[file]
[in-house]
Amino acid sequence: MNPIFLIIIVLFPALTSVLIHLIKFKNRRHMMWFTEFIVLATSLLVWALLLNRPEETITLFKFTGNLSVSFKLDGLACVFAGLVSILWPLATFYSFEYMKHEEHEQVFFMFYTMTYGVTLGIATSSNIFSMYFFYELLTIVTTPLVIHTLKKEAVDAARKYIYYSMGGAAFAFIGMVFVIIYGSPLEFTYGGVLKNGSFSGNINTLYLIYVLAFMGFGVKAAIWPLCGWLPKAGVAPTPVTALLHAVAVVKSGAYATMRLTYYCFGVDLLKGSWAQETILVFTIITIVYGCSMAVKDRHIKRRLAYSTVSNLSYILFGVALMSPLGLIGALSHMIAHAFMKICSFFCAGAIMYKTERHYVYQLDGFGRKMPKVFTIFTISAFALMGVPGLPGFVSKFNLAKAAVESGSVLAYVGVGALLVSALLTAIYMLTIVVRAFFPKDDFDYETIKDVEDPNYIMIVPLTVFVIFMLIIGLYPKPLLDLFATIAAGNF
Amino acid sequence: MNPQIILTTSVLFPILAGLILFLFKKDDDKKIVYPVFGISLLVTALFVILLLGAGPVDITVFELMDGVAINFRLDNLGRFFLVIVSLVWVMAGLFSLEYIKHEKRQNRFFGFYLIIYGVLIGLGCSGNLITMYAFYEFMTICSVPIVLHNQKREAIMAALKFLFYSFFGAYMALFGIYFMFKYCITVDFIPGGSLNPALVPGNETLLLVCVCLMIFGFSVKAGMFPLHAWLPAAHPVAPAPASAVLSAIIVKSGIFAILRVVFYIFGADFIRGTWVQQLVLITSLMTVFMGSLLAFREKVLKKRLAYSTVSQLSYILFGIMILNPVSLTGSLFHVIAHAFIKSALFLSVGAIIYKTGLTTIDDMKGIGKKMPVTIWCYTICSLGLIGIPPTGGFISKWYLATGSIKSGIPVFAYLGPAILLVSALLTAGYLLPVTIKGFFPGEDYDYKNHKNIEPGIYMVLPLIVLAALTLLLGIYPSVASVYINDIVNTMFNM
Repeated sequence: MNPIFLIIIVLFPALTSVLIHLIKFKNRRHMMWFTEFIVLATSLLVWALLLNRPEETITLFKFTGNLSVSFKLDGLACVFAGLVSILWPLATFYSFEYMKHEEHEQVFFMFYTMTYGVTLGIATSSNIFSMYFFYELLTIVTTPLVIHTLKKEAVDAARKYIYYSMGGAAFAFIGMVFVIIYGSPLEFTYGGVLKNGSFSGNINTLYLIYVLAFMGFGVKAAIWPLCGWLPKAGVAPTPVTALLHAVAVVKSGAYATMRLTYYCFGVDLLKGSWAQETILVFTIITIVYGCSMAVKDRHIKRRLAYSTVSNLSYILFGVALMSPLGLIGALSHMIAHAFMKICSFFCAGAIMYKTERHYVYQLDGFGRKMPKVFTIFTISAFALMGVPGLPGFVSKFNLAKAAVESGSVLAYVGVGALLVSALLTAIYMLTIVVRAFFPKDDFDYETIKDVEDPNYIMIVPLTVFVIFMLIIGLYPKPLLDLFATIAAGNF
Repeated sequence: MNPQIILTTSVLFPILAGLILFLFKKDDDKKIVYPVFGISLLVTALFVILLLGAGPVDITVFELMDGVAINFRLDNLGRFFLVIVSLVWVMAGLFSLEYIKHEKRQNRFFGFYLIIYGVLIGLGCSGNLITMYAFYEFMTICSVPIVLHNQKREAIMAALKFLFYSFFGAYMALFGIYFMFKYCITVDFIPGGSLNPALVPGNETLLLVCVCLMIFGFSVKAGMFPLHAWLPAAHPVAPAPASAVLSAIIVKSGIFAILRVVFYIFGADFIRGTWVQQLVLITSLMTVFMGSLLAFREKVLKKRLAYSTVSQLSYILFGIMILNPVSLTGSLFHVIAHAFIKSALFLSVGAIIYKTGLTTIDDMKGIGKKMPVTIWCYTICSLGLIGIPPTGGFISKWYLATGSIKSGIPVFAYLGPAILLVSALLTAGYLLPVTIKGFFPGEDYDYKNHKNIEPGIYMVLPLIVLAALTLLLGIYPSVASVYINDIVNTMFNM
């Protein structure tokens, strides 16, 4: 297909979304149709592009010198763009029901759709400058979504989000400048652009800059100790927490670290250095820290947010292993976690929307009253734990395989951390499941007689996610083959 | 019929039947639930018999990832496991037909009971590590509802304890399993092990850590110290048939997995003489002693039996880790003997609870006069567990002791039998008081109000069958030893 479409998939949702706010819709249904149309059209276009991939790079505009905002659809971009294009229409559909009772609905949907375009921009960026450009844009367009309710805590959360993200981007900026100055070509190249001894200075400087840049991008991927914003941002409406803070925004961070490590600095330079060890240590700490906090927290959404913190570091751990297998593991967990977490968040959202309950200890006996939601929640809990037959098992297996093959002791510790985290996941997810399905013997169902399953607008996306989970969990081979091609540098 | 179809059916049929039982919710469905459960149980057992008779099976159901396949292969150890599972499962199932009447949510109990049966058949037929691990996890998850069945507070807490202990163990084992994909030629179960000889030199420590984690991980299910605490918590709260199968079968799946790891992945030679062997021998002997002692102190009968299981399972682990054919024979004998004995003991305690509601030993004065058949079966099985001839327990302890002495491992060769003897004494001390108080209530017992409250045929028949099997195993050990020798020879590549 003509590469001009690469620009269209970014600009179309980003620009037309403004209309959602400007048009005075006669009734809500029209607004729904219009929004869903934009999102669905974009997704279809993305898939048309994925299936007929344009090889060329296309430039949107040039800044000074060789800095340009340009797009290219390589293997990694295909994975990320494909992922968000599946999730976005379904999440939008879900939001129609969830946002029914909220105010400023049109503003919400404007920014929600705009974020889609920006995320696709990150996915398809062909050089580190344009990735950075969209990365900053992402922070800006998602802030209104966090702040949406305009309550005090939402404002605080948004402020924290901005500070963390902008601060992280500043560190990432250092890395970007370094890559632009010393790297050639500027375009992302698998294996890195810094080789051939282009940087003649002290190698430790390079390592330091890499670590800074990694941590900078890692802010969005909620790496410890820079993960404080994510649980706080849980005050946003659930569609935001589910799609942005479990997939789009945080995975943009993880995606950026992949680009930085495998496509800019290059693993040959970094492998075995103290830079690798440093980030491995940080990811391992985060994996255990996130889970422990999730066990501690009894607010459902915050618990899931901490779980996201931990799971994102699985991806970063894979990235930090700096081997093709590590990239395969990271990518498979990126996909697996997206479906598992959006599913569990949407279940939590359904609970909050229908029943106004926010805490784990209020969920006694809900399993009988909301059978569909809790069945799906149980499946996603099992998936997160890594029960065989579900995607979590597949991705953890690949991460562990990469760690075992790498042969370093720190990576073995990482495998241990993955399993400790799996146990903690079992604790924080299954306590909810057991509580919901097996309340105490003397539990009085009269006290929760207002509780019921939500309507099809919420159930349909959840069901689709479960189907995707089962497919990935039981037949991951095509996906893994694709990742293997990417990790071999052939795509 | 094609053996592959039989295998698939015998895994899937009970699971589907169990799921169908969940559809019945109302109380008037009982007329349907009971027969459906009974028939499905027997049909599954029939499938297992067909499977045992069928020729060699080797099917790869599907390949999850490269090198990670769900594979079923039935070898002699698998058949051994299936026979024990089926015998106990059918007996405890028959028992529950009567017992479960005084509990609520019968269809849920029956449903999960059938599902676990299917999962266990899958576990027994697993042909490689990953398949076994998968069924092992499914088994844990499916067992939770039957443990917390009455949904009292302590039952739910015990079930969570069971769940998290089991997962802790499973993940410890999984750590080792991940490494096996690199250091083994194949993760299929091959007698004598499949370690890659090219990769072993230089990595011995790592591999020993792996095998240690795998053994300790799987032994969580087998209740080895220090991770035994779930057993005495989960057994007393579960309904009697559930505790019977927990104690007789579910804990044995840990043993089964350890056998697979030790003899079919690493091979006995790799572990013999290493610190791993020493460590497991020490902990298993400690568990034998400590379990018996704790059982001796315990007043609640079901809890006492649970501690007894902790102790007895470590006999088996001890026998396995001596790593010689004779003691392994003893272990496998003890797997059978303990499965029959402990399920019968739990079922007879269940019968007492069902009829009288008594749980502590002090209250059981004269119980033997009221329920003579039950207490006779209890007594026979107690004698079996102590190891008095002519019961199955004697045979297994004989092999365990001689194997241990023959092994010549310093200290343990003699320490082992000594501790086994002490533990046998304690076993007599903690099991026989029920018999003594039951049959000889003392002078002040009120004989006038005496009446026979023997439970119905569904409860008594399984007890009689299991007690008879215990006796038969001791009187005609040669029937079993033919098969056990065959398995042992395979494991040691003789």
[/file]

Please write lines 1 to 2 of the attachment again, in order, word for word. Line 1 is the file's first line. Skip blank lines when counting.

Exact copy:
[in-house]
Amino acid sequence: MNPIFLIIIVLFPALTSVLIHLIKFKNRRHMMWFTEFIVLATSLLVWALLLNRPEETITLFKFTGNLSVSFKLDGLACVFAGLVSILWPLATFYSFEYMKHEEHEQVFFMFYTMTYGVTLGIATSSNIFSMYFFYELLTIVTTPLVIHTLKKEAVDAARKYIYYSMGGAAFAFIGMVFVIIYGSPLEFTYGGVLKNGSFSGNINTLYLIYVLAFMGFGVKAAIWPLCGWLPKAGVAPTPVTALLHAVAVVKSGAYATMRLTYYCFGVDLLKGSWAQETILVFTIITIVYGCSMAVKDRHIKRRLAYSTVSNLSYILFGVALMSPLGLIGALSHMIAHAFMKICSFFCAGAIMYKTERHYVYQLDGFGRKMPKVFTIFTISAFALMGVPGLPGFVSKFNLAKAAVESGSVLAYVGVGALLVSALLTAIYMLTIVVRAFFPKDDFDYETIKDVEDPNYIMIVPLTVFVIFMLIIGLYPKPLLDLFATIAAGNF